Biopsychology of Sugar, Cells, and Cancer


Physical & Sexual Health
hero symbol

 28% of Americans believe sugar directly feeds cancer.

We interviewed Melissa Phelps, RD, CSO to learn more. Melissa Phelps is a registered dietitian and certified specialist in oncology. She received her Bachelor’s degree in Nutritional Sciences from Rutgers University and completed the Sodexo NY/Philadelphia Dietetic Internship with a medical nutrition therapy emphasis.

According to the 2017 AICR Cancer Risk Awareness Survey, which included 1,004 adult respondents in the U.S., 28% of Americans believe sugar directly feeds cancer. However, research shows that sugar is only indirectly linked to cancer since too much sugar in the diet can lead to excess body fat and unintended weight gain. Per the CDC, being overweight or obese increases the risk for 13 different cancers, including colon and rectal cancer. There are several reasons why excess body fat, particularly belly fat, can increase the risk for cancer.

To understand the biophysiology, the basic building block of sugar is glucose. All of our cells need glucose to survive.

In fact, when blood glucose is too low, you could pass out. The human body has unique pathways to convert non-glucose sources of energy into glucose to prevent you from passing out. Therefore, cutting out grains and fruits and any other sources of food that turn into glucose (sugar) will not necessarily be helpful, and, in fact, may be harmful.

What should you do?

With regards to a cancer-protective diet, the quality and quantity of carbohydrate in the diet is important. Complex carbohydrate is preferable to simple carbohydrate for general, overall health.

Simple Carbohydrate

Simple carbohydrate is found in foods that are processed. For grains, during processing, the outer layer of the grain (the bran layer) is removed, stripping the grain of most of its dietary fiber. Foods that are high in simple carbohydrate due to this processing include: white rice, white pasta, white bread, and any other grain product where the first ingredient listed is “wheat flour” (even if the wheat flour is noted to be enriched, unbleached or bleached).

Other dietary sources of simple carbohydrate include sugar-sweetened beverages, fruit juices, and sugary desserts. Too much simple carbohydrate in the diet can cause significant blood sugar spikes, which can increase risk for diabetes. When consumed in excess, it can also contribute to unintended weight gain.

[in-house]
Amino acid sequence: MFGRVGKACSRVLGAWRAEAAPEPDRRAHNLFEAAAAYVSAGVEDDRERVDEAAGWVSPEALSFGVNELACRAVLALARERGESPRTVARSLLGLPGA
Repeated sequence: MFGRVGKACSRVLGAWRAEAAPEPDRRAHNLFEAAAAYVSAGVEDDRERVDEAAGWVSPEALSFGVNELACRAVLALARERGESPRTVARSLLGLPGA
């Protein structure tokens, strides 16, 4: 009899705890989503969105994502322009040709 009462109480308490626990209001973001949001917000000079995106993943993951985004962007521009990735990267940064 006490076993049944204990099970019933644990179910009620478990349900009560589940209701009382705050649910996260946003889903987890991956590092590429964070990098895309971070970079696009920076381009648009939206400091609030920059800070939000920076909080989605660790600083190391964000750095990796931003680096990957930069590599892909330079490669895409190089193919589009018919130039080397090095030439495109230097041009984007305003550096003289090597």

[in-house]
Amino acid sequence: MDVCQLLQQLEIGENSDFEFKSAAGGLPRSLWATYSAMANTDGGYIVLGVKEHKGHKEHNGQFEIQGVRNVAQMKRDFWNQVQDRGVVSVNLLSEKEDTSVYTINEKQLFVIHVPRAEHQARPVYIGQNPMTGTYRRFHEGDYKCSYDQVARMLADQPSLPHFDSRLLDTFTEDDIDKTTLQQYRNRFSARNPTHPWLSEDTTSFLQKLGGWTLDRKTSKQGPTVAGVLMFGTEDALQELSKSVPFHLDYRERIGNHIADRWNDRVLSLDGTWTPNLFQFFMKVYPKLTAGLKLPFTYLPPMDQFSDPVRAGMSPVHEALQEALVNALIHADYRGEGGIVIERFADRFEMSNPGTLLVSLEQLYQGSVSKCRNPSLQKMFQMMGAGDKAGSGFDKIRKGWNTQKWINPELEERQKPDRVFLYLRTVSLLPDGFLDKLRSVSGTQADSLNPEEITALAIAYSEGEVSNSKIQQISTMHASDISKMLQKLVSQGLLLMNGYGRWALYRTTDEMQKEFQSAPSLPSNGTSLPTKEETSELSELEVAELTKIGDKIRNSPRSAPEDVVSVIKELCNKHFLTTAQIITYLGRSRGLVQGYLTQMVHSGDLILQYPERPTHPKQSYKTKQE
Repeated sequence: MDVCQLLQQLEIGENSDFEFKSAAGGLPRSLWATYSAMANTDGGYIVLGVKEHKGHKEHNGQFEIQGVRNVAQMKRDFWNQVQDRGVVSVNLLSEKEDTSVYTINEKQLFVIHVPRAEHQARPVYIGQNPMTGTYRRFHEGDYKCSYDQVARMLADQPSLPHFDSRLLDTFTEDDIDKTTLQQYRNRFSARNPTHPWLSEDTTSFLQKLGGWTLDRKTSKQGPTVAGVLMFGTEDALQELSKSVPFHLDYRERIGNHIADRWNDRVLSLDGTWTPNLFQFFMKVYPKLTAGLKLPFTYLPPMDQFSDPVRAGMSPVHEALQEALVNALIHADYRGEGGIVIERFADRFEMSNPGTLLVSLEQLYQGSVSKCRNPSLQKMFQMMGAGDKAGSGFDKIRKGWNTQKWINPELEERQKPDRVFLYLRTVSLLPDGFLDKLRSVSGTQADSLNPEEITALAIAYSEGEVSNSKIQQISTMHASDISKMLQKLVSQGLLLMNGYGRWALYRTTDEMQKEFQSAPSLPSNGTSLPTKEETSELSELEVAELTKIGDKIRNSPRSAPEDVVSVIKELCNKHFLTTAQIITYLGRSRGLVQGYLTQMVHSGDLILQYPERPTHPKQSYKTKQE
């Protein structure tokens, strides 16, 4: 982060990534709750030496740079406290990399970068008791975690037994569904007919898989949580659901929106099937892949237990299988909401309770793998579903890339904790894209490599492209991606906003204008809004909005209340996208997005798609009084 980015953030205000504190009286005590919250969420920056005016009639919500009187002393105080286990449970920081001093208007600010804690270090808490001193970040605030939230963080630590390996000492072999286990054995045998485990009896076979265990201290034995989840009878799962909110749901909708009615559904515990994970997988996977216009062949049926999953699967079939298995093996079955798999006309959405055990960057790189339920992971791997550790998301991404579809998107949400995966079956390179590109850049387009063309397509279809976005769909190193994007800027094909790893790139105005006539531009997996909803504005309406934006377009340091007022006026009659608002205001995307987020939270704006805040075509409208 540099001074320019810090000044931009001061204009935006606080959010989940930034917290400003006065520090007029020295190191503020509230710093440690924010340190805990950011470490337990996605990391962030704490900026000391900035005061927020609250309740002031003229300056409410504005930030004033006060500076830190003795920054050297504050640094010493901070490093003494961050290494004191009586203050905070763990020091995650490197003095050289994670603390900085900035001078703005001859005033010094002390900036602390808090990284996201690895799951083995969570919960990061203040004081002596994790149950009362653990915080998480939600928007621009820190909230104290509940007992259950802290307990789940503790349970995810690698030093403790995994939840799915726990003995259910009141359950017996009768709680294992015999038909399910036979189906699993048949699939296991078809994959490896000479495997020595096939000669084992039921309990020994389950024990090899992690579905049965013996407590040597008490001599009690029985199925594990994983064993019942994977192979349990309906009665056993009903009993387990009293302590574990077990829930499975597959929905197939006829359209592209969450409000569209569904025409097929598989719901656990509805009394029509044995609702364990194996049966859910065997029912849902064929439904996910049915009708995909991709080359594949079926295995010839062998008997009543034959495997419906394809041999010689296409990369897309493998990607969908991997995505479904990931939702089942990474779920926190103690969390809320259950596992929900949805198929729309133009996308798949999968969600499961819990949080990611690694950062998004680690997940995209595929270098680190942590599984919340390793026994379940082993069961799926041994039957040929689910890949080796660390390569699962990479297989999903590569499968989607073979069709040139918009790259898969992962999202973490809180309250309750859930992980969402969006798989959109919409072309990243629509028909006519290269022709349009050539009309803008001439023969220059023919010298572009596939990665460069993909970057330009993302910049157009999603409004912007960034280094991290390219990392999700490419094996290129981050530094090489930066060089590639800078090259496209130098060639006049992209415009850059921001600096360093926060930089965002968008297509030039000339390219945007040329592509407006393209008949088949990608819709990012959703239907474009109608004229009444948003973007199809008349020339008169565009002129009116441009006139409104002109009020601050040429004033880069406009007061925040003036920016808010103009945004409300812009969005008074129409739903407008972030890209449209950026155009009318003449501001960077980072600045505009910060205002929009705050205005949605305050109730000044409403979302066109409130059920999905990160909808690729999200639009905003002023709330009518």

Complex Carbohydrate

Complex carbohydrate is high in dietary fiber. Foods rich in complex carbohydrate can prevent constipation and induce satiety (the feeling of fullness and suppression of hunger after eating). In other words, complex carbohydrate makes you feel fuller and satisfied longer, decreasing the likelihood of overeating.

To increase your intake of complex carbohydrate and decrease your intake of simple carbohydrate, choose whole grains, such as brown rice, unsweetened oatmeal, bean-based or whole wheat pasta, whole wheat bread, faro, and barely.

With foods derived from wheat, the key word is “whole” in the ingredient list, such as “whole wheat” or “whole grain”. A good rule of thumb is to make at least half grain intake each day whole grains. Avoid processed grains like white rice, white pasta, and white pasta. Avoid cereals made from processed grains and cereals with added sugar. Limit or avoid sugar-sweetened beverages and fruit juices. Choose a variety of fruits in the diet, instead of fruit juice.  

Portion sizes

Portion sizes are also important. For meals, limit grains and starchy vegetables to one-quarter of your food plate, rather than being the main part of your meal. Fill half your plate with fruits and non-starchy vegetables and the last quarter with lean protein (such as baked chicken or fish) to satisfy recommendations for a well-balanced meal. If you are having a sugary snack, like cookies, stick with the suggested serving size on the nutrition label.

It is okay to have some foods high in simple carbohydrate as long as you are practicing portion control.

Get the latest issue of Beyond Blue!

Food. We can't live without it, but for many in the colorectal cancer community, it's hard to live with it. Yet as doctors, nutritionists, and research data all say: Diet and nutrition play an essential role in cancer prevention and treatment. Food is a topic we can't ignore.